ava that stretched for miles and miles. It was endless. Above was blue without a cloud in the sky. I was walking alone and looking ahead, I saw a figure outlined in the distance. Walking faster and faster, I began to see it clearly as I drew closer. It was my father. I began running and the whole time I was fixed on his face.  He had a great big smile. The same smile that lit across his face when I was a young child. I cried out to him, and heard myself yell out the word no! But he simply lifted his right arm high above his head-almost in a strange greeting, smiled, and turning his back toward me, fell forward into the bluest ocean.

   The dream felt so real it was as if I could touch it. Later, I retold it to a Hawaiian friend. Her response was, Anna, it was Kaena Point. I felt like I had been hit. Of course it was. I should have known it all along. Although he didn’t surf Kaena, it was his special place. The southern most tip of Oahu, barren land untouched by time, it was the place he loved to dive; the place where Hawaiians believe your soul enters the next life. He knew where to go.

    When my father died in September 2006, he was scattered in a place I would not have chosen. It was a town beach; a place he had no connection to.  No matter, because even in death, I knew he was in for the swim of his life. I’m certain he made it back to Kaena Point, eventually… by way of Makaha.  

   Lost at sea? I think at some point in each of our lives, we’re all temporarily lost. It’s probably the only way to really find ourselves, know who we are, and what we’re really made of. Is it the one? Is it my father’s blue board come home? I hope so.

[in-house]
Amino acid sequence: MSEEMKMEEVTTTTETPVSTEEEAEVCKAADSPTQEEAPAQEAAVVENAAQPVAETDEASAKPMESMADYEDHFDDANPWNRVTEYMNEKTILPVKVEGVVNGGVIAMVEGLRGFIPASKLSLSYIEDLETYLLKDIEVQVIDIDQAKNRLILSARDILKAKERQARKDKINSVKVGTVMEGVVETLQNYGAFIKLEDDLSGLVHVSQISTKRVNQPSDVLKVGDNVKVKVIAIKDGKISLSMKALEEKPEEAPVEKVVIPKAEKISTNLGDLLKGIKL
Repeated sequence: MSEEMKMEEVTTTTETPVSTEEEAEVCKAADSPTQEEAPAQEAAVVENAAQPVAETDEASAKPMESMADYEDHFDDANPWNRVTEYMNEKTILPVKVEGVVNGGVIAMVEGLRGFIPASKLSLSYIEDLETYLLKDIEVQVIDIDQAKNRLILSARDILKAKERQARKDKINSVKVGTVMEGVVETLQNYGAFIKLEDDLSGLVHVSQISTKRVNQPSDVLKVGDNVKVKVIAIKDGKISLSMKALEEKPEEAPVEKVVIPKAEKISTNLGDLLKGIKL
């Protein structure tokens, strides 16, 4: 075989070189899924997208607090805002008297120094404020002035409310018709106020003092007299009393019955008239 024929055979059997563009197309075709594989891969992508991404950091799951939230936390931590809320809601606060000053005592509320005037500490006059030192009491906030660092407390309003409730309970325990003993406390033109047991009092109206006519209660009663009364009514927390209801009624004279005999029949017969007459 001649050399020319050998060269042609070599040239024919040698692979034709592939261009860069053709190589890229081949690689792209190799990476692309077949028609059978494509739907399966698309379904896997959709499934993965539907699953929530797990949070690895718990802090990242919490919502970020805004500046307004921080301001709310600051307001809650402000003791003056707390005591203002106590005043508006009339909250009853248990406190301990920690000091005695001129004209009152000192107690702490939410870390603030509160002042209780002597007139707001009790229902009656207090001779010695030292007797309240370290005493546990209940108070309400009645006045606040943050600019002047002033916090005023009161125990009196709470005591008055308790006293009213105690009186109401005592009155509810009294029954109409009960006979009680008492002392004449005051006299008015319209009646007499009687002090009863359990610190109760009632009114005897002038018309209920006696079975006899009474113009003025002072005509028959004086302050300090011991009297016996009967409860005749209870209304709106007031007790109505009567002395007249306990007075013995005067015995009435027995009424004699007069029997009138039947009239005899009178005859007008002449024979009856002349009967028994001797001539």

postheadericon Airsoft safety essentials part i: handling your gun

Airsoft Safety Essentials Part I: Handling your Gun

Airsoft is a fun and adrenaline charged sport, but also one that demands proper safety precautions to protect yourself and others from injury. Practicing safety with Airsoft guns is important both on and off the field.

As with any type of gun, it is critical to always point the gun in a safe direction away from people, and never touch the trigger until you are ready to shoot. Even if you are simply transporting or cleaning an Airsoft gun, concern for the safety of yourself and others should guide your behavior. Keeping the safety engaged any time that the gun is not in use is advised.

Another important safety precaution is to keep your Airsoft gun empty when not in use, and even so, treat every Airsoft gun as if it were loaded. Be sure to keep all Airsoft guns and equipment out of children’s reach, even when unloaded.

Always be aware that most people do not know that your Airsoft gun is a replica. Do not brandish your Airsoft gun in public, or anywhere that it is visible to others who may mistake it for a real firearm. Not only is carrying an unconcealed Airsoft gun illegal in many areas, the realistic appearance of the gun can lead others to think you are carrying a deadly weapon. Even with an orange tip visible, a law enforcement officer is not going to take any chances after seeing you carrying what appears to be a dangerous firearm. Transporting your gun in a case where it is not visible to the public can prevent panic and keep you from getting hurt or killed.

The Airsoft safety tips we have presented are essential for any Airsoft player, but do not account for every possible scenario. Always take extra precautions and exercise common sense when handling Airsoft guns and playing the game. Thoroughly read the user manuals that come with all of your equipment, where additional safety guidelines specific to your equipment should be provided.